So much with the missing of Eloquent Eloquence. Because man, bad teachers cannot be called out enough. Ever.

  • linnyloo

    Word, SVR.

  • Mrcreosote

    As an alternative, I watched a few eps of "Mom" on ABC (I think) Whatever network. A single mom, recovering alcoholic, sober for less than a year, working as a waitress, and somehow she's renting a house larger than mine, going out to lunch and dinner regularly, and worrying much more about her romantic interludes than say, paying the water bill. I just couldn't stop asking "How is she poor exactly?".
    I have this debate all the time with co workers who just cannot understand why the poor cannot just motivate themselves and work harder. "Look at me" one of them said "I am doing great, and I haven't gotten a dime from my parents since I graduated from college."
    College, rent, food and spending money were fully covered. I asked.

  • Momo

    Holy shit.

  • Idle Primate

    "they haven't given me a thing since they gave me a fortune and my good fortunes"

    that thar be not a tale of bootstraps

  • e jerry powell

    "...because when you’re shit poor, no one -- PARTICULARLY AYN RAND DEVOTEE REPUBLICANS -- will give you a goddamn break."

    FTFY with my partisan little self.

  • Anderbot

    I have to admit I'm one of those people with "control over my own life" as Dustin puts it and I have always been one. I don't know what it's like to be this poor. But recently I've started working with large numbers of poor people and noticed two disturbing things that MOST poor people could absolutely change.

    1) Stop smoking. (see the above photo....poor people are more likely to smoke)

    2) Stop eating fast and processed foods.

    The amount of money wasted on these habits is appalling for anyone let alone people who can't afford it. THE MAN is not making you smoke or stuffing your face with a Big Mac.

    I could post more about what poor people could do to better themselves, but I do agree with most of what was written in the OP and I don't want to sound too preachy here. This makes me sad.

  • Momo

    I HATE smoking and think it is a waste of money BUT when a person is poor sometimes that one effing cig now and then is ALL THEY HAVE. Why should they have to give up everything pleasurable (and face it, wealthy or NOT, most pleasurable things ARE NOT healthy!)?? Rich people look at the poor and say "why do they have TV? why are they smoking? why do they have ANYTHING besides a hut, a rag to cover their loins with and some ground chuck?" Seriously??? The poor are supposed to live with conditions that are inhumane? Remember, to be psychologically healthy, you need recreation. You need entertainment. You need relaxation. You need time to recharge and you need something pleasurable. It's not the wealthy who need all that but they sure spend MOSt of their time entertaining and pleasuring themselves. They feel no guilt about overindulgence, either.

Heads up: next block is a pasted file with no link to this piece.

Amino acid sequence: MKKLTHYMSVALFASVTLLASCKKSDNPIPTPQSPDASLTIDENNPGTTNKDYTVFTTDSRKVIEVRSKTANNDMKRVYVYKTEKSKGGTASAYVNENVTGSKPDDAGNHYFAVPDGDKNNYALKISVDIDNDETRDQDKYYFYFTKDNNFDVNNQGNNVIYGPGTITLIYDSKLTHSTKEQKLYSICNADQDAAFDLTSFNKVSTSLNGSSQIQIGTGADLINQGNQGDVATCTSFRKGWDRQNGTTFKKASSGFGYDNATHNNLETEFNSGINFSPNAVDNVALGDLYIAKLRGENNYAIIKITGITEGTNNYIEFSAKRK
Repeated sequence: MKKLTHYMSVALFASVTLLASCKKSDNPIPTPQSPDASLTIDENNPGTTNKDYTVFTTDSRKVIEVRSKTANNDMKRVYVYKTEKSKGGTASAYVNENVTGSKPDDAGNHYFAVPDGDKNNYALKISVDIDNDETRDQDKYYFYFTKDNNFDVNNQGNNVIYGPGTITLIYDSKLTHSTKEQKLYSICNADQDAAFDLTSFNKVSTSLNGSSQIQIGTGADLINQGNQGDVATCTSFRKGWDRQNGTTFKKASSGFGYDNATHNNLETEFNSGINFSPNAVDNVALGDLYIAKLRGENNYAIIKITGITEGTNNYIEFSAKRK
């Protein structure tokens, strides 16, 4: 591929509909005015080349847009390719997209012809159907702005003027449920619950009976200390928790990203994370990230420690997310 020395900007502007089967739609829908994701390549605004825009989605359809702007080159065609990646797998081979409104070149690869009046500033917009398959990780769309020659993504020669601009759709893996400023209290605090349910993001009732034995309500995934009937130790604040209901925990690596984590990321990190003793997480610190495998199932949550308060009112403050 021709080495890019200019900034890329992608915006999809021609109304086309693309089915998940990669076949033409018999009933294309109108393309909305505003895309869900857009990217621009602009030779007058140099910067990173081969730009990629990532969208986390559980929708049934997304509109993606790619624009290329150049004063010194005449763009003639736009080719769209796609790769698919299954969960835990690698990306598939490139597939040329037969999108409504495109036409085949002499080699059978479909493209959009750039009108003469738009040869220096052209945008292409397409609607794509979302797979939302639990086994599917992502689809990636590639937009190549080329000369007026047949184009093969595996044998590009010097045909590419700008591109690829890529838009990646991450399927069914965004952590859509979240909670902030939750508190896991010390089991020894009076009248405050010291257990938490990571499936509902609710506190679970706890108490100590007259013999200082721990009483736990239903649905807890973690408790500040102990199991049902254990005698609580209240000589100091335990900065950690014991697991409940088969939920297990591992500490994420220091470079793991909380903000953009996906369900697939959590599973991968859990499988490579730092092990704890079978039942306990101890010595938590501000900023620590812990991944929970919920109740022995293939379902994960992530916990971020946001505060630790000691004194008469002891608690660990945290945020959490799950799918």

• kimberleybear

    I live in a city where they've done a fair amount of research on food deserts. I live in the part of town where you can get fresh fruit and veggies and whatever you want that's healthy from a fair number of sources. Heck, I could go down to the gas station and pick up a banana or an apple or a midway decent sandwich. But there are other parts of town where that's just not an option. Where, for purposes of one study, they counted some convenience stores as groceries and they STILL come up short. But the fast food is up and down the streets. And I have never been that kind of poor, but I've been broke for the moment, and sometimes that McDonald's hamburger is the only protein you're going to get today, and you have got to eat something.

    I am not a fan of cigarettes or smoking. It costs lives and money. But if I had nothing else in my life that gave me one solid minute of joy other than a nicotine fix, I would take it.

  • thebeardedlady

    Sure, for anyone stopping smoking and eating unhealthy should be a priority but it sounds like you're thinking in terms of a make-do or stop gap situation, like stop eating out to save up for a trip or eat noodles while you pay for college, when the reality is that when you're poor you don't, or can't, see an end in sight. Your life is barely making it and missing out, maybe always has been and feels like it probably always will be.